I often don’t choose what I write, what I write chooses me. The writing process for me is messy, organic, filled with uncertainties. Sometimes I write non-stop for hours, other times (this happens more often), it’s like pulling out a rotten tooth. I cancel each word, trying to make sense of what’s in my head, fearing that the whole project would fail. There is the silent process of discovering a new world on paper and the harrowing self-doubt that follows after the world has been discovered. I always ask myself the question after finishing a story, “Have I been true to this story?” “Have I told the story the best way I can?” That’s the source of my doubt not lack of confidence in the story itself.

This is the truth: I feel it necessary to tell the Nigerian story. I am proud of it, maybe even obsessed by it. I am not talking about what the West tells the world, or what Nigerian intellectuals sometimes try so desperately to defend but what I see and breathe everyday walking through the busy streets, eavesdropping on conversations. The tales of a land of overwhelming contradictions, and of immense possibilities. I love the power and the beauty of writing about a world the way I see it. The liberty to reinvent and explore the things I am privy to. I love Nigeria. Nigeria is where my stories grow from.

Launch of Issue 7: Fiction

Superstition Review Issue 7 has launched and to celebrate we will be featuring blog posts about our artists and authors. Today we will be highlighting a few of the talented fiction authors who are featured in Issue 7.

Aaron Michael Morales is an Associate Professor of English & Gender Studies at Indiana State University. His first novel, Drowning Tucson (2010)—cited by Esquireas “the bleakly human debut of the new Bukowski”—was named a “Top Five Fiction Debut” by Poets & Writers. Other books include a chapbook of short fiction, titled From Here You Can Almost See the End of the Desert (2008), and a textbook, The American Mashup (2011). He edits fiction for Grasslands Review and reviews books for Latino Poetry Review and Multicultural Review. He is completing his second novel, Eat Your Children. Read his fiction piece “A Shoebox. A Thimble. A Onesie” featured in issue 7. Aaron Morales’s Website

Samuel Kolawole’s fiction has appeared in Black Biro, Storytime, Authorme, Storymoja, Eastown fiction, forthcoming in jungle jim and elsewhere. His story collection The book of M is due to be out soon. A recipient of the Reading Bridges fellowship, Samuel lives in Ibadan, southwest Nigeria where he has begun work on his novel Olivia of Hustle House.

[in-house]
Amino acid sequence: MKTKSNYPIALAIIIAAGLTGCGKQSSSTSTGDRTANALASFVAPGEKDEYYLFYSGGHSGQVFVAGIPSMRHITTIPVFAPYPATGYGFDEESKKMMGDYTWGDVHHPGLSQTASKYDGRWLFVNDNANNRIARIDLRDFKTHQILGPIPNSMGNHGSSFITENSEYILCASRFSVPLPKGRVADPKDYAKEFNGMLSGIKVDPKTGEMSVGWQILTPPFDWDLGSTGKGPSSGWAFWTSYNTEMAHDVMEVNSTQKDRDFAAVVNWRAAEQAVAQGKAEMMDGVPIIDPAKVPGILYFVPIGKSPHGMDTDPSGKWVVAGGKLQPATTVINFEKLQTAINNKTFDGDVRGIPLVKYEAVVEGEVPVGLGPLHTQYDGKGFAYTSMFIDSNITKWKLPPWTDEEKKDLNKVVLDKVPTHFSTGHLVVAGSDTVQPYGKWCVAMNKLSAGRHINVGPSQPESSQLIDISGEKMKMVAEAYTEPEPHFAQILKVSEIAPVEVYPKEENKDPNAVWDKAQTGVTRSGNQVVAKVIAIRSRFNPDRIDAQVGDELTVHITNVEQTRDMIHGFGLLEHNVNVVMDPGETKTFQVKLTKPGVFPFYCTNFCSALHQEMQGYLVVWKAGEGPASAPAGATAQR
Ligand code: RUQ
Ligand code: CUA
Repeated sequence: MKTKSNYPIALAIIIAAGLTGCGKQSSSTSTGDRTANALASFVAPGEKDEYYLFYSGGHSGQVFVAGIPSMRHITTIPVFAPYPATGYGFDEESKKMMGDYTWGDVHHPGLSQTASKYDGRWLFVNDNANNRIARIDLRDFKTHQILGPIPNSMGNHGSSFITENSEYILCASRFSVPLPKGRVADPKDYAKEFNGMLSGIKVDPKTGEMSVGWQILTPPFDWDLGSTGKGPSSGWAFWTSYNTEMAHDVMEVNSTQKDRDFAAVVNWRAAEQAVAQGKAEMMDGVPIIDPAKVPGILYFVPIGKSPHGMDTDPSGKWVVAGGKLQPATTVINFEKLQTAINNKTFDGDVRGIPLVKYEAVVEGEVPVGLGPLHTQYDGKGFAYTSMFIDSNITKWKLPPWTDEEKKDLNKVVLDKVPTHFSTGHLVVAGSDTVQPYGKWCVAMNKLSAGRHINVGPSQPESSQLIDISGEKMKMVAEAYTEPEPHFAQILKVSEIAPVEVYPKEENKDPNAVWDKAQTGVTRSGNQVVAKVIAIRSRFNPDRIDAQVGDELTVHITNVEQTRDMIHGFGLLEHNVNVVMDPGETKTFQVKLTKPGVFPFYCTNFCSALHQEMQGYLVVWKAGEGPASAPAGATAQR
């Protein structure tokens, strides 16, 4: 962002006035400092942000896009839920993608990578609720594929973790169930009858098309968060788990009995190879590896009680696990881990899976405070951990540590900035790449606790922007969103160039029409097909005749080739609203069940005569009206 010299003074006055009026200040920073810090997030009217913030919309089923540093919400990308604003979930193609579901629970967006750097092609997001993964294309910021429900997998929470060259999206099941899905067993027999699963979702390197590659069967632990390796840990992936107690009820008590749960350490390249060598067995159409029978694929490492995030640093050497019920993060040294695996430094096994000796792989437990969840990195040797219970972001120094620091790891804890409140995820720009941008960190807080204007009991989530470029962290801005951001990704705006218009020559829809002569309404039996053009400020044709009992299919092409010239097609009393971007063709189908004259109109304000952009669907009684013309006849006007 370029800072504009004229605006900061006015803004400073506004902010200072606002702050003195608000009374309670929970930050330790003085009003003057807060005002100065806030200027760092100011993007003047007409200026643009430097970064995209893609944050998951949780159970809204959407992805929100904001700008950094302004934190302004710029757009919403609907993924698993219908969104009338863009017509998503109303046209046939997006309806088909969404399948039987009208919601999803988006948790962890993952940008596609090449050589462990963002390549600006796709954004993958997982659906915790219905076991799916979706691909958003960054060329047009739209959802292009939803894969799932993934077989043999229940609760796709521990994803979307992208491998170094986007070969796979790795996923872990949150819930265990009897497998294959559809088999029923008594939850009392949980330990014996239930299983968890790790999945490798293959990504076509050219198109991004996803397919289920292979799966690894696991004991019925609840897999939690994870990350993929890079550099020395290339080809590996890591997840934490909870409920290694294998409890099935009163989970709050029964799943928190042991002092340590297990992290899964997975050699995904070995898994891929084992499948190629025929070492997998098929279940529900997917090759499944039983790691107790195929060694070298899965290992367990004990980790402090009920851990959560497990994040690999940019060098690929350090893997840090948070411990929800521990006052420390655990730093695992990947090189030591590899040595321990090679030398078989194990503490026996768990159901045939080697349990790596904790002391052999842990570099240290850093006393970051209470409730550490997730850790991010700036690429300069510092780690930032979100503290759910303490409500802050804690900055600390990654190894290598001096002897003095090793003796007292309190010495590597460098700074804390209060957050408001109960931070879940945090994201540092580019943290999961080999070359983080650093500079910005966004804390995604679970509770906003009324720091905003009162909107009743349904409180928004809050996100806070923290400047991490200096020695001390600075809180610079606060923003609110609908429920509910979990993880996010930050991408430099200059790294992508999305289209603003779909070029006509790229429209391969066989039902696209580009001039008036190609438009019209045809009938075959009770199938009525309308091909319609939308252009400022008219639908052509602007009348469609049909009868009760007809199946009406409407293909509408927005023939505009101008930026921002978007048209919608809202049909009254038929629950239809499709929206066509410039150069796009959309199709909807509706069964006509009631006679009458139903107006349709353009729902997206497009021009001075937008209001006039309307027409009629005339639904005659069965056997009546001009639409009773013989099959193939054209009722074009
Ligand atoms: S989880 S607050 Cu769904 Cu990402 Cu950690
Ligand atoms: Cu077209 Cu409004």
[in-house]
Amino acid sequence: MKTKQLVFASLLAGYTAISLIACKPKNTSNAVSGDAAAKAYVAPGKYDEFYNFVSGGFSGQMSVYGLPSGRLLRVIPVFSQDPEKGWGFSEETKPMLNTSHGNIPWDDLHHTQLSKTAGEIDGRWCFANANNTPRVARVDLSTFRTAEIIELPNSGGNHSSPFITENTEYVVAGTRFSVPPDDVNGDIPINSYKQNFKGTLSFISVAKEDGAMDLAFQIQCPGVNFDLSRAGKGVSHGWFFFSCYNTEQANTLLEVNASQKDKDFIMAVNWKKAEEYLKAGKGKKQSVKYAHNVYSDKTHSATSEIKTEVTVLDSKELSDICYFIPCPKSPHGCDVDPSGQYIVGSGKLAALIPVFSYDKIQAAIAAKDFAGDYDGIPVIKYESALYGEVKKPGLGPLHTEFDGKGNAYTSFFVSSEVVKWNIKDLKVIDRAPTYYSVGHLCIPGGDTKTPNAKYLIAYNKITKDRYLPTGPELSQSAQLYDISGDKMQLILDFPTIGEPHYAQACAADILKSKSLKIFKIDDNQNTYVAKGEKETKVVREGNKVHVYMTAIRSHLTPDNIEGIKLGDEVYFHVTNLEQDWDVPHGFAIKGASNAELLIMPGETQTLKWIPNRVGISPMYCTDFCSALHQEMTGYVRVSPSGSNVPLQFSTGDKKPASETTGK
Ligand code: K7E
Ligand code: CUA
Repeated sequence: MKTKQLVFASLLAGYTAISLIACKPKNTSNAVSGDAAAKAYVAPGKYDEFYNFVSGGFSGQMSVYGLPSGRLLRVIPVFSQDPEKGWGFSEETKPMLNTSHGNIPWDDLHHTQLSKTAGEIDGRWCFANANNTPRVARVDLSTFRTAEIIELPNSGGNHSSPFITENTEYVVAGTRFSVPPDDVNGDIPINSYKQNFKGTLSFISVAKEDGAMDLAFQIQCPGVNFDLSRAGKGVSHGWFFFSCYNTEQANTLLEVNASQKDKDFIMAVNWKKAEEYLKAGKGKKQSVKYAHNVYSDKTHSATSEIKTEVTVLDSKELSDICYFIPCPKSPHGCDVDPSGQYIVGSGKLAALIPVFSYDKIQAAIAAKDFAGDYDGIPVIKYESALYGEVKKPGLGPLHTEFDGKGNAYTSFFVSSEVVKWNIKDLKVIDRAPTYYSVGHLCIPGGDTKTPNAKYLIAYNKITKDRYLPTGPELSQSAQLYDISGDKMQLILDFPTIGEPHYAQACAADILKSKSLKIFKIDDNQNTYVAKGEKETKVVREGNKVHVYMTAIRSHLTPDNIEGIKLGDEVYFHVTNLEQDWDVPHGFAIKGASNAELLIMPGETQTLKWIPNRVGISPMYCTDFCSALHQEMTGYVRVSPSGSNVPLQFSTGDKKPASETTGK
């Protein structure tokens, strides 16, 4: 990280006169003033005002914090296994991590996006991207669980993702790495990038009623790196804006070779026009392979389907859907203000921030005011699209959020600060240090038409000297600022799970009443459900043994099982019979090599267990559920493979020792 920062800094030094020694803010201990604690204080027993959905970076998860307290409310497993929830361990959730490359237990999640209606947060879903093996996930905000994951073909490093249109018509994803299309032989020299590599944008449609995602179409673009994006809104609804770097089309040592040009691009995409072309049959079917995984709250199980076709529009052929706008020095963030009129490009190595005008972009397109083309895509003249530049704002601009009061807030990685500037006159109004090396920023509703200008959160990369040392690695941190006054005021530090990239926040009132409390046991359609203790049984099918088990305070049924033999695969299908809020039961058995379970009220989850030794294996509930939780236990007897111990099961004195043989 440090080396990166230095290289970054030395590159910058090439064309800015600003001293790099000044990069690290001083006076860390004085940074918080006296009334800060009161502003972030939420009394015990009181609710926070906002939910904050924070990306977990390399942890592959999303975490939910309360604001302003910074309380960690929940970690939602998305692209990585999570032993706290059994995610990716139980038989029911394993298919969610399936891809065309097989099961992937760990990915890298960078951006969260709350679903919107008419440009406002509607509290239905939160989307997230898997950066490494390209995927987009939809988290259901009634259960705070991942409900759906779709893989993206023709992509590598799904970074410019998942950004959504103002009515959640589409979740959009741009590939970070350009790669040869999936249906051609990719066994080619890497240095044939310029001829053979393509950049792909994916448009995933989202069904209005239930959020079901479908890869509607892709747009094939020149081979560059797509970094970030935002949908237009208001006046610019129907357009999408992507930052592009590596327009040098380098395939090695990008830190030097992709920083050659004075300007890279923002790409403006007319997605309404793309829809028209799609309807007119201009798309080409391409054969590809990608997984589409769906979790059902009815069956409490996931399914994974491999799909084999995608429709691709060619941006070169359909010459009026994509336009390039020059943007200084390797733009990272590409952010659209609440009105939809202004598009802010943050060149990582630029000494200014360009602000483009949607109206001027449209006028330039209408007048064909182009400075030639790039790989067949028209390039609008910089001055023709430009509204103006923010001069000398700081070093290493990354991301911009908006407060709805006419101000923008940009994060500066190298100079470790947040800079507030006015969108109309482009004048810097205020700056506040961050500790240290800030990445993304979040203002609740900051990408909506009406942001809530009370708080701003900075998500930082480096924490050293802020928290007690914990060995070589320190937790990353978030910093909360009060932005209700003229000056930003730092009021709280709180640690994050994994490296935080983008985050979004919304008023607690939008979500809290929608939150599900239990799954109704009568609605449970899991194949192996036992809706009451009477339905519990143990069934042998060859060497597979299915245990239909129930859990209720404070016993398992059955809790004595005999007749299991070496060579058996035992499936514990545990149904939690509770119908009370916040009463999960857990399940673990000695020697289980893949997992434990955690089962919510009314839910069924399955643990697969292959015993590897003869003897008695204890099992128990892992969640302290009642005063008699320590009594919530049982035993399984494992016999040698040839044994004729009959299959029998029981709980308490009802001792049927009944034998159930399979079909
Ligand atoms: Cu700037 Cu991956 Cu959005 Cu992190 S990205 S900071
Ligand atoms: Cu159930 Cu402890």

Read his fiction piece “Mud, if it Were Gold” featured in issue 7.

Rich Ives has received grants and awards from the National Endowment for the Arts, Artist Trust, Seattle Arts Commission and the Coordinating Council of Literary Magazines for his work in poetry, fiction, editing, publishing, translation and photography. His writing has appeared in Verse, North American Review, Massachusetts Review, Northwest Review, Quarterly West, Iowa Review, Poetry Northwest, Virginia Quarterly Review, Fiction Daily and many more. He is the 2009 winner of the Francis Locke Memorial Poetry Award from Bitter Oleander. His story collection, The Balloon Containing the Water Containing the Narrative Begins Leaking, was one of five finalists for the 2009 Starcherone Innovative Fiction Prize. In 2010 he has been a finalist in fiction at Black Warrior Review and Mississippi Review and in poetry at Cloudbank and Mississippi Review. Read his fiction piece “Who the Hell Does He Think He Is?” in issue 7.

Terese Svoboda‘s sixth novel, Bohemian Girl, will be published next fall. Her fifth, Pirate Talk or Mermalade (2010), is “a strange and nastily beautiful book,”—The Millions. Read her fiction piece “Madonna in the Terminal” in issue 7. Terese Svoboda’s Website




The full magazine with featured art and artists can be found here. Check back tomorrow to read about the interviews featured in Issue 7.